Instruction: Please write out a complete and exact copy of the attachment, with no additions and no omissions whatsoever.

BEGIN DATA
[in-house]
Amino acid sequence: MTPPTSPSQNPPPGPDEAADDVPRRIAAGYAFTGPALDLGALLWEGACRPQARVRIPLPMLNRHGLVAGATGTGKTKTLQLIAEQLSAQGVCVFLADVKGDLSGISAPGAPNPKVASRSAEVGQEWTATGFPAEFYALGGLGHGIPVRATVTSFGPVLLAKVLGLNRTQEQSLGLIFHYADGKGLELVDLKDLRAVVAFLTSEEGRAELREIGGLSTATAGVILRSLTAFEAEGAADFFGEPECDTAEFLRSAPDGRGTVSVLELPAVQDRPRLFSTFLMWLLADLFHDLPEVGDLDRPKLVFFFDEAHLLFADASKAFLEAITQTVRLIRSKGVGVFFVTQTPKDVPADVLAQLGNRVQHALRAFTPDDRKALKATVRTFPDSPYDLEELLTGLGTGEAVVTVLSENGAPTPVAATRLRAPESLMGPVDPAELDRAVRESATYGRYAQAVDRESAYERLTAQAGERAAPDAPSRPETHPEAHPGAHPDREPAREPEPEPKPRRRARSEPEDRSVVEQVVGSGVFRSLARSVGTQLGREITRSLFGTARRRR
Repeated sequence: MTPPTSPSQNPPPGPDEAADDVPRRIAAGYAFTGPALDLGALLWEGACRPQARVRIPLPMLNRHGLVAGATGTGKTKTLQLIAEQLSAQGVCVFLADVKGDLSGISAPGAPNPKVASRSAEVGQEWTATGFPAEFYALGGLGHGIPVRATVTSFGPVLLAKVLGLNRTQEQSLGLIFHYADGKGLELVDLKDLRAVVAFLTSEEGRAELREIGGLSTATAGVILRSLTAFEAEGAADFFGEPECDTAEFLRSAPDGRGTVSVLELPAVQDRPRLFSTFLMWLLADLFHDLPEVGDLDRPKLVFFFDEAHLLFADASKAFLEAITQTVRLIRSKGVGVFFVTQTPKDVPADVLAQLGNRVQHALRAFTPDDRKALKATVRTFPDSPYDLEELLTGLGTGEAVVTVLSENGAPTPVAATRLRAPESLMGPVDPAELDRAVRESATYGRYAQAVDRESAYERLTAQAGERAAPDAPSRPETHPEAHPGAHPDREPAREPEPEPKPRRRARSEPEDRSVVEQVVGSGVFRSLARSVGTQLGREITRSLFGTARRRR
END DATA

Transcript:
[in-house]
Amino acid sequence: MTPPTSPSQNPPPGPDEAADDVPRRIAAGYAFTGPALDLGALLWEGACRPQARVRIPLPMLNRHGLVAGATGTGKTKTLQLIAEQLSAQGVCVFLADVKGDLSGISAPGAPNPKVASRSAEVGQEWTATGFPAEFYALGGLGHGIPVRATVTSFGPVLLAKVLGLNRTQEQSLGLIFHYADGKGLELVDLKDLRAVVAFLTSEEGRAELREIGGLSTATAGVILRSLTAFEAEGAADFFGEPECDTAEFLRSAPDGRGTVSVLELPAVQDRPRLFSTFLMWLLADLFHDLPEVGDLDRPKLVFFFDEAHLLFADASKAFLEAITQTVRLIRSKGVGVFFVTQTPKDVPADVLAQLGNRVQHALRAFTPDDRKALKATVRTFPDSPYDLEELLTGLGTGEAVVTVLSENGAPTPVAATRLRAPESLMGPVDPAELDRAVRESATYGRYAQAVDRESAYERLTAQAGERAAPDAPSRPETHPEAHPGAHPDREPAREPEPEPKPRRRARSEPEDRSVVEQVVGSGVFRSLARSVGTQLGREITRSLFGTARRRR
Repeated sequence: MTPPTSPSQNPPPGPDEAADDVPRRIAAGYAFTGPALDLGALLWEGACRPQARVRIPLPMLNRHGLVAGATGTGKTKTLQLIAEQLSAQGVCVFLADVKGDLSGISAPGAPNPKVASRSAEVGQEWTATGFPAEFYALGGLGHGIPVRATVTSFGPVLLAKVLGLNRTQEQSLGLIFHYADGKGLELVDLKDLRAVVAFLTSEEGRAELREIGGLSTATAGVILRSLTAFEAEGAADFFGEPECDTAEFLRSAPDGRGTVSVLELPAVQDRPRLFSTFLMWLLADLFHDLPEVGDLDRPKLVFFFDEAHLLFADASKAFLEAITQTVRLIRSKGVGVFFVTQTPKDVPADVLAQLGNRVQHALRAFTPDDRKALKATVRTFPDSPYDLEELLTGLGTGEAVVTVLSENGAPTPVAATRLRAPESLMGPVDPAELDRAVRESATYGRYAQAVDRESAYERLTAQAGERAAPDAPSRPETHPEAHPGAHPDREPAREPEPEPKPRRRARSEPEDRSVVEQVVGSGVFRSLARSVGTQLGREITRSLFGTARRRR